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Browser Trends May 2015: Can Microsoft Regain the Edge?

By Craig Buckler

The browser market has been mostly static for a few months. Let’s check the latest figures from StatCounter?…

Worldwide Desktop & Tablet Browser Statistics, March to April 2015

The following table shows browser usage movements during the past month.

Browser March April change relative
IE (all) 17.88% 18.25% +0.37% +2.10%
IE11 10.63% 10.76% +0.13% +1.20%
IE10 1.74% 1.81% +0.07% +4.00%
IE9 2.18% 2.26% +0.08% +3.70%
IE6/7/8 3.33% 3.42% +0.09% +2.70%
Chrome 49.07% 49.97% +0.90% +1.80%
Firefox 16.81% 16.77% -0.04% -0.20%
Safari 5.51% 4.77% -0.74% -13.40%
iPad Safari 5.42% 5.09% -0.33% -6.10%
Opera 1.62% 1.61% -0.01% -0.60%
Others 3.69% 3.54% -0.15% -4.10%

Worldwide Desktop & Tablet Browser Statistics, April 2014 to April 2015

The following table shows browser usage movements during the past twelve months:

Browser April 2014 April 2015 change relative
IE (all) 21.41% 18.25% -3.16% -14.80%
IE11 8.33% 10.76% +2.43% +29.20%
IE10 3.60% 1.81% -1.79% -49.70%
IE9 3.31% 2.26% -1.05% -31.70%
IE6/7/8 6.17% 3.42% -2.75% -44.60%
Chrome 45.33% 49.97% +4.64% +10.20%
Firefox 18.60% 16.77% -1.83% -9.80%
Safari 9.77% 9.86% +0.09% +0.90%
Opera 1.37% 1.61% +0.24% +17.50%
Others 3.52% 3.54% +0.02% +0.60%

(The tables show market share estimates for desktop browsers. The ‘change’ column is the absolute increase or decrease in market share. The ‘relative’ column indicates the proportional change, i.e. 8.8% of IE9 users switched browsers last month. There are several caveats so I recommend you read How Browser Market Share is Calculated and StatCounter vs NetMarketShare.)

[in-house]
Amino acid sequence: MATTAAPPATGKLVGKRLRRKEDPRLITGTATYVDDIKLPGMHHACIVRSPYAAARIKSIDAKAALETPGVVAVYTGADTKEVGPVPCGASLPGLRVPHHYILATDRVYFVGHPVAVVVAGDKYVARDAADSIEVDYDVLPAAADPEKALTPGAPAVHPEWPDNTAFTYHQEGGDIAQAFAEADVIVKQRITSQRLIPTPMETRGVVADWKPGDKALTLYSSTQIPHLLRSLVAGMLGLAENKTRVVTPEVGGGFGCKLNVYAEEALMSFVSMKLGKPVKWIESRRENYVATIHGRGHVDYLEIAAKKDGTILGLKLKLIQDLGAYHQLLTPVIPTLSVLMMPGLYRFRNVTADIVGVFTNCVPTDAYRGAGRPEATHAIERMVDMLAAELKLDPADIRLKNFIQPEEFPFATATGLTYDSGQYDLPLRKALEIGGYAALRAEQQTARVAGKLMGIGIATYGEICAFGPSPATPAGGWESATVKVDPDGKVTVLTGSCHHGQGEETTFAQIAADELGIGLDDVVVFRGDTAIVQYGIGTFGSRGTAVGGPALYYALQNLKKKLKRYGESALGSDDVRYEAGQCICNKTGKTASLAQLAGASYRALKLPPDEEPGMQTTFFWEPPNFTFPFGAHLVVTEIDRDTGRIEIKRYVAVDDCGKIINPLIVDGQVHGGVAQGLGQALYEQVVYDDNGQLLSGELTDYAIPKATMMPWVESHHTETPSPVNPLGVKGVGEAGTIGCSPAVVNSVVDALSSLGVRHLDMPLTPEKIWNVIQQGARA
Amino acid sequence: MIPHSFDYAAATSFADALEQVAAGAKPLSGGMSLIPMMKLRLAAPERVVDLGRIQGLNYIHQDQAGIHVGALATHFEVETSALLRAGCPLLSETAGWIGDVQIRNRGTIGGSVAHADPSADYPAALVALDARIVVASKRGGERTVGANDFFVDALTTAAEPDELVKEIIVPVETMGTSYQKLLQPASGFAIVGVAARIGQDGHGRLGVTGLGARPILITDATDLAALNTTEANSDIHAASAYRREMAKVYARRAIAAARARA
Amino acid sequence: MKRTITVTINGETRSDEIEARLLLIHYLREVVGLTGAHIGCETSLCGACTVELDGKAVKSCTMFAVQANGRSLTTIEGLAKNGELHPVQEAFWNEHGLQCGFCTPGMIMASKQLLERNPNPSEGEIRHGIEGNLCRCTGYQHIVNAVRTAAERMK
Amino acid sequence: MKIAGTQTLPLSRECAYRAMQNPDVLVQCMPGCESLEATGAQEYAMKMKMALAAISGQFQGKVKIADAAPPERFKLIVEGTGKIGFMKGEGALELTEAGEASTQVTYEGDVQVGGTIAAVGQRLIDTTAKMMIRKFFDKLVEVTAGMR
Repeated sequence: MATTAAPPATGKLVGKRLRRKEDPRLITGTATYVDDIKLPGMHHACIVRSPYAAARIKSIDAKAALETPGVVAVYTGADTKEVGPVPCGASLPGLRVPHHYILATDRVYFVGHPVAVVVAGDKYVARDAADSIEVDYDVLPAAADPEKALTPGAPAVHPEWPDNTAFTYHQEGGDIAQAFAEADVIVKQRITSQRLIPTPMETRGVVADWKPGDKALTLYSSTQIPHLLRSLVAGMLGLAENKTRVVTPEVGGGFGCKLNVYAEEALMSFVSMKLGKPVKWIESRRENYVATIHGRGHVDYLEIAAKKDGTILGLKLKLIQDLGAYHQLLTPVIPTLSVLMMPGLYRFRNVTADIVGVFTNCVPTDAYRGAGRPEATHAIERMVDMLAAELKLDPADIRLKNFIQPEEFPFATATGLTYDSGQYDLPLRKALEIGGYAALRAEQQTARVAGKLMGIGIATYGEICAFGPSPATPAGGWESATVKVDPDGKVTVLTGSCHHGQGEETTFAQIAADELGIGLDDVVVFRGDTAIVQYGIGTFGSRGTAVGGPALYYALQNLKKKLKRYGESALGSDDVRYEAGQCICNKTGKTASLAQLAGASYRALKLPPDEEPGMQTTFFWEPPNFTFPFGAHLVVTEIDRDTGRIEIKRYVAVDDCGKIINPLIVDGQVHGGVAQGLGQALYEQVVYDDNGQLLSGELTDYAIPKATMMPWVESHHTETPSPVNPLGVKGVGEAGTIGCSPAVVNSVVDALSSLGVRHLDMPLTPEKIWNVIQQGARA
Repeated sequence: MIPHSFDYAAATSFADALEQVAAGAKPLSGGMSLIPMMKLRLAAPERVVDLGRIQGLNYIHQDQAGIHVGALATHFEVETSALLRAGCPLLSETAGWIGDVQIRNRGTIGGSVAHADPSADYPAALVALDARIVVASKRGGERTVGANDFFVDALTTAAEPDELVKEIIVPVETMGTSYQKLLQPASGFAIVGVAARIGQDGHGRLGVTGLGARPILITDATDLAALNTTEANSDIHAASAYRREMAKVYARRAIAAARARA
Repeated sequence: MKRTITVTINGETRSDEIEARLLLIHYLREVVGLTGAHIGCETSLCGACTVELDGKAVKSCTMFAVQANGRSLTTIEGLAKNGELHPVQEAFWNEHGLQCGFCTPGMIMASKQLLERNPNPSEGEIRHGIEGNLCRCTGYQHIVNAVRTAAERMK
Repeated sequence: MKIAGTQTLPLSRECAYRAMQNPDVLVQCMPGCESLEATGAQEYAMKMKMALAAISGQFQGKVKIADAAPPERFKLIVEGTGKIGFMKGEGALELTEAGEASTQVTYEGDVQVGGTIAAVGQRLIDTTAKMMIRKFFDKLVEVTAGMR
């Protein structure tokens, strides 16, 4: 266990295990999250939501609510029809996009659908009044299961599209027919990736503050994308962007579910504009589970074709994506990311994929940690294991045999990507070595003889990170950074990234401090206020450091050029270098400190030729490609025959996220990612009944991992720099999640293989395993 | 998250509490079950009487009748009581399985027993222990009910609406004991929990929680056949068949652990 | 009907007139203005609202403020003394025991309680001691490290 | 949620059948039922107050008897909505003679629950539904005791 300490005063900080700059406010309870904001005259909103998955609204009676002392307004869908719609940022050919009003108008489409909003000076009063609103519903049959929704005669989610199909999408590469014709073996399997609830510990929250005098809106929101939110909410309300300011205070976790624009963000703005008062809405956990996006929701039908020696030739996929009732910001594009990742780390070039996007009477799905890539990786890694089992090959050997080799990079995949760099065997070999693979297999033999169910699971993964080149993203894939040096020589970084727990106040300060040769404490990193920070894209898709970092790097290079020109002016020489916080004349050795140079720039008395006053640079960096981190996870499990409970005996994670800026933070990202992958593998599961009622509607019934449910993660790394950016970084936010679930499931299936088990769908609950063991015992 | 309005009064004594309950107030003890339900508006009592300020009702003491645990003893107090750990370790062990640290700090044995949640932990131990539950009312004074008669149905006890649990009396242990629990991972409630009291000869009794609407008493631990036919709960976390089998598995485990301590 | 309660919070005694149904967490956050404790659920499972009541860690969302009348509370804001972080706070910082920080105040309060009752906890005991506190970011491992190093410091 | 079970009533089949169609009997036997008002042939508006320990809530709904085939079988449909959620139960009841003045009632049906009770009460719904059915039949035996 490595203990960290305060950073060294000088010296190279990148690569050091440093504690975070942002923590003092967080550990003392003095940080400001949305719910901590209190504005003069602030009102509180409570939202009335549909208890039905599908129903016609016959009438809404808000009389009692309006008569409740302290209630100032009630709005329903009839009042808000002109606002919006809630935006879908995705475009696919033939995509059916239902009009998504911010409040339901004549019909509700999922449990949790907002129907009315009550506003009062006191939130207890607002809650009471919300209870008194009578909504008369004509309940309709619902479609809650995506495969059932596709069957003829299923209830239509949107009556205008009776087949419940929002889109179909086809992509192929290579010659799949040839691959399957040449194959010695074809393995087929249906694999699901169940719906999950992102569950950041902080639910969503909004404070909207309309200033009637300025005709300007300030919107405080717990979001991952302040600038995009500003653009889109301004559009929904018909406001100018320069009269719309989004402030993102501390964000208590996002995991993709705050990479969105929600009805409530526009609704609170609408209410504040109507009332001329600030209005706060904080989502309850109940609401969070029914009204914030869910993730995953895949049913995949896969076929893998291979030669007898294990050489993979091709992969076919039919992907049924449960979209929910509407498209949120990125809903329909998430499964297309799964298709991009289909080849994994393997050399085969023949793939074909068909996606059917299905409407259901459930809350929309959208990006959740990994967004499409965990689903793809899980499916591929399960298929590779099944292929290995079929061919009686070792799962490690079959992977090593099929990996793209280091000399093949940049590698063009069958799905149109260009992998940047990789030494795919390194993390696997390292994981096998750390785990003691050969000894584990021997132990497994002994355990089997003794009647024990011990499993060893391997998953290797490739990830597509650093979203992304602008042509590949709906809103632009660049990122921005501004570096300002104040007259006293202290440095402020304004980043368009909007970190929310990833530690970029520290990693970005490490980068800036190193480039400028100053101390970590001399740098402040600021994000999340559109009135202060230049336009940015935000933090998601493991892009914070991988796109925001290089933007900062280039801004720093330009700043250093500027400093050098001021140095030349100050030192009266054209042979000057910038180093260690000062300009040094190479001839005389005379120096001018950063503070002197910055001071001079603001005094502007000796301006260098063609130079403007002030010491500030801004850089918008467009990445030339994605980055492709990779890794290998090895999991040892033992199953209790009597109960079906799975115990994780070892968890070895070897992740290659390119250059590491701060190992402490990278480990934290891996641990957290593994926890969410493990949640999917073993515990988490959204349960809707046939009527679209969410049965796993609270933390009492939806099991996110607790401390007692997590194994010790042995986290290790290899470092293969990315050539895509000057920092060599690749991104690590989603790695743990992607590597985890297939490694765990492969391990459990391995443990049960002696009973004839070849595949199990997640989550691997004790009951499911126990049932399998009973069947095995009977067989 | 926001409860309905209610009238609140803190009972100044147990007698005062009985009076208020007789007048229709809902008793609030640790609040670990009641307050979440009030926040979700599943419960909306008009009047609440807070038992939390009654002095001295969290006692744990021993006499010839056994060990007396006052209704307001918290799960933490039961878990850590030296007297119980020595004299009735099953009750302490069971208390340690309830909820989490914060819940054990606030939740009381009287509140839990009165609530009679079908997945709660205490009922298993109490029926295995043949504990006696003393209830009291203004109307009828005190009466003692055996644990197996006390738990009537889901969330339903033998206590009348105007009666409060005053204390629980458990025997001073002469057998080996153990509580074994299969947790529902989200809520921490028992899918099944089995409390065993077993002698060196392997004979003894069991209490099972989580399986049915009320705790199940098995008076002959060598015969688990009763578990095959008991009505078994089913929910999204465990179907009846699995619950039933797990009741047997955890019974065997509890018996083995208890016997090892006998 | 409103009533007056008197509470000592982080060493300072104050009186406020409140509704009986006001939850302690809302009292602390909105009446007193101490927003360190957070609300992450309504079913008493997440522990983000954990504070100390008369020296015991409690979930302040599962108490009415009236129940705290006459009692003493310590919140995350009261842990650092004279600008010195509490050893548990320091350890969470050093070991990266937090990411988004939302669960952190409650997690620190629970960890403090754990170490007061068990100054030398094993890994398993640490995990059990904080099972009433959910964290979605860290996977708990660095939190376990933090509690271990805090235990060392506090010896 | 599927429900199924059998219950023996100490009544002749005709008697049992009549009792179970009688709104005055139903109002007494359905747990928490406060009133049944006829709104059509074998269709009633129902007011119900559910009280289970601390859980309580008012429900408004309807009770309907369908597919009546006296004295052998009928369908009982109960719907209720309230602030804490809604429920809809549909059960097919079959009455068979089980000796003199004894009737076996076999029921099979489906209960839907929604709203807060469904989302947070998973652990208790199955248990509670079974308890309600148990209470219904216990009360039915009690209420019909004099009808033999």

It’s the usual story. Chrome had the biggest jump and now stands a fraction under 50% of the market. Firefox and Opera dropped a little, but the biggest loser was Safari. Both the Mac OS and iPad versions decreased but Apple is unlikely to be concerned given their recent $13.6 billion quarterly profits!

The only other browser to make a gain was IE. Talking of which…

Goodbye Internet Explorer, Hello Edge

We’ve known about Microsoft’s new browser for some time. It has now received an official name: Microsoft Edge.

Meh. I liked “Spartan”.

Does the new logo look familiar?…

999-browser-trends

It’s a sensible choice. Existing IE users who don’t know or care about Edge won’t notice any difference — they’ll still click that blue ‘e’ icon.

The name and logo are a little underwhelming. Perhaps Microsoft could have been more radical? That said, users rarely like major changes (Windows 8 anyone?) Here’s a look at a recent build of the browser to whet your appetite.

Worldwide Mobile Browser Statistics, March to April 2015

Mobile usage grew marginally to reach 33.47% of all web activity.

The top mobile browsing applications:

Mobile Browser March April change relative
Chrome 31.50% 32.30% +0.80% +2.50%
iPhone 20.65% 19.49% -1.16% -5.60%
Android 18.48% 17.96% -0.52% -2.80%
UC Browser 12.71% 13.69% +0.98% +7.70%
Opera Mini/Mobile 8.41% 9.09% +0.68% +8.10%
IEMobile 2.13% 2.20% +0.07% +3.30%
Nokia Browser 2.40% 2.12% -0.28% -11.70%
Others 3.72% 3.15% -0.57% -15.30%

The mobile market remains lively and most users stick with the default browser on the device. For iPhone users, that’s Safari — Apple don’t permit other rendering engines. It dropped below 20% for the first time since December 2013. However, the iPhone remains exceptionally popular so it’s unlikely to be a long-term trend.

At the lower end of the chart, IEMobile has overtaken the ancient Nokia browser to become the sixth most-popular application. But 2.2% of the market is barely cause for a celebration. Perhaps Microsoft Edge will fare better?

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